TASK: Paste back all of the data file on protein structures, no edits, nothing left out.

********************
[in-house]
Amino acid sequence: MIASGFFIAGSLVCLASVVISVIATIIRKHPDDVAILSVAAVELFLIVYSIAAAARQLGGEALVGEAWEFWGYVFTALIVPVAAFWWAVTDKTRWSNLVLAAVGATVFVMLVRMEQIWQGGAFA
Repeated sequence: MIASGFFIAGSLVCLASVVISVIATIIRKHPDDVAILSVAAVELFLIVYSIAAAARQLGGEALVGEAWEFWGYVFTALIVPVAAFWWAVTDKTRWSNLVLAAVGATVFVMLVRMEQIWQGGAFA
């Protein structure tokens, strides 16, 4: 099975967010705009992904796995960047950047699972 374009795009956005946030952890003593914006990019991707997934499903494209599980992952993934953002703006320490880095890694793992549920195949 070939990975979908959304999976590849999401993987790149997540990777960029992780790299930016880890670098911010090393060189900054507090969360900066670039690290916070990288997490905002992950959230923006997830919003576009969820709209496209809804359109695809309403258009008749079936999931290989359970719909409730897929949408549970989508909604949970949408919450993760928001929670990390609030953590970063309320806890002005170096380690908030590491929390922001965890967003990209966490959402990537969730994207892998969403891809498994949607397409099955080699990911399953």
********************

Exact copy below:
[in-house]
Amino acid sequence: MIASGFFIAGSLVCLASVVISVIATIIRKHPDDVAILSVAAVELFLIVYSIAAAARQLGGEALVGEAWEFWGYVFTALIVPVAAFWWAVTDKTRWSNLVLAAVGATVFVMLVRMEQIWQGGAFA
Repeated sequence: MIASGFFIAGSLVCLASVVISVIATIIRKHPDDVAILSVAAVELFLIVYSIAAAARQLGGEALVGEAWEFWGYVFTALIVPVAAFWWAVTDKTRWSNLVLAAVGATVFVMLVRMEQIWQGGAFA
């Protein structure tokens, strides 16, 4: 099975967010705009992904796995960047950047699972 374009795009956005946030952890003593914006990019991707997934499903494209599980992952993934953002703006320490880095890694793992549920195949 070939990975979908959304999976590849999401993987790149997540990777960029992780790299930016880890670098911010090393060189900054507090969360900066670039690290916070990288997490905002992950959230923006997830919003576009969820709209496209809804359109695809309403258009008749079936999931290989359970719909409730897929949408549970989508909604949970949408919450993760928001929670990390609030953590970063309320806890002005170096380690908030590491929390922001965890967003990209966490959402990537969730994207892998969403891809498994949607397409099955080699990911399953």